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The Evolution of Marketing Technology Trends

February 11, 2020

In this article you will learn:

The role of marketing has drastically changed over the past few decades. Traditionally the marketing department has focused on building the brand and awareness. This mainly entailed crafting the look and feel of campaigns, and making the design pretty and messaging perfect. Marketing operated in its own bubble within the company, and the importance of its work was often overlooked since there was no real way to tie marketing efforts to sales outcomes.

Then, marketing went through a digital transformation, with the rise of digital channels like social media and the internet. New technologies, such as marketing automation and content management systems, helped form marketing technology stacks to reach, track and engage audiences across these new digital channels.

Now, companies are realizing that retaining customers is just as important as finding new customers. With this new realization, marketing organizations are being asked to consider the impact of customer loyalty, to understand the costs of acquiring and losing customers and how best to maximize customer lifetime value (LTV). New tech tools are providing a valuable assist to these efforts, enabling the marketing organization to more effectively inspire customers to action and tying their work directly with revenue.

Marketing Automation Tools in the Digital Age

Traditionally marketing and sales have been two separate organizations, often working at odds with each other. Marketing took the lead on creative and overall messaging and communications, while sales were mainly concerned with meeting quarterly goals. This dichotomy created clashes among the two organizations. Marketing wondered why sales frequently ignored the leads that they generated, while sales felt like these leads weren’t qualified and hampered their efforts to meet their numbers.

This lack of collaboration between marketing and sales hurts companies’ growth and performance. Studies estimate that lost sales productivity and wasted marketing budgets cost U.S. companies at least $1 trillion per year. And with the traditional focus on soft skills of branding, communications and public relations, marketers were unable to connect the dots about how their work contributed to sales and the company’s bottom line.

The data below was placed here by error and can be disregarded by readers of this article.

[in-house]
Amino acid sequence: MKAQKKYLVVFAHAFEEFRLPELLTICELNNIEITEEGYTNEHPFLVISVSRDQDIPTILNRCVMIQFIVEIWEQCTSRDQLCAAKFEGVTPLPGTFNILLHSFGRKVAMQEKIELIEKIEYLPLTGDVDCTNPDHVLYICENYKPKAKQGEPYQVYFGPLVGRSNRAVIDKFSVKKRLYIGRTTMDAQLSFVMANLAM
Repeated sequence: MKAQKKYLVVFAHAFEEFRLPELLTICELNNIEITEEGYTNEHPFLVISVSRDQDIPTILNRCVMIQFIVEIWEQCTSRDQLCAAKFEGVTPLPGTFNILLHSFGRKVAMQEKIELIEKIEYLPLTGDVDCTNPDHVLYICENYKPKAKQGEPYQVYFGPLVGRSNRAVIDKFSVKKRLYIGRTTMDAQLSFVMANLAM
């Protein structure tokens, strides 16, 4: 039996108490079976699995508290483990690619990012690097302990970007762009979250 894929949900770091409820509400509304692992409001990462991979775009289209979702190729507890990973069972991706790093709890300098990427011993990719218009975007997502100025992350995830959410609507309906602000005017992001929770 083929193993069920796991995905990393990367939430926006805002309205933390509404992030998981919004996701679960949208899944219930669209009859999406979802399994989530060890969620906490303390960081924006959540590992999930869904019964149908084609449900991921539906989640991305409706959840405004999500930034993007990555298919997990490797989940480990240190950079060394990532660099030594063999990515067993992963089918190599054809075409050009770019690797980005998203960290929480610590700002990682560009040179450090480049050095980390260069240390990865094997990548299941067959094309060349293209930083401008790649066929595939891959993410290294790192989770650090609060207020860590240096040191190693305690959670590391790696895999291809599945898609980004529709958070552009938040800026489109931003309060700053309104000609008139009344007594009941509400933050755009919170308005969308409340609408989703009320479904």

The advent of digital marketing channels – including social media, advertising and content syndication – combined with marketing automation tools, customer relationship management (CRM) solutions, cookies for tracking and Google Analytics have changed the equation. These technologies extended the marketing department’s reach, fostering stronger connections with customers and more closely aligning its work with sales. Tracking tools also allowed marketers to directly show how their efforts impact the bottom line, and underscore the importance of their role to the company.

Marketers have been using this marketing technology to demonstrate the return on investment that their programs deliver. These technologies gave them greater visibility into lead management, more insights into sales and the ability to analyze the revenue cycle. As digital marketing overtook traditional channels with the advent of the smartphone and eCommerce, the addition of search engine optimization (SEO), digital content creation and social media marketing further changed the equation.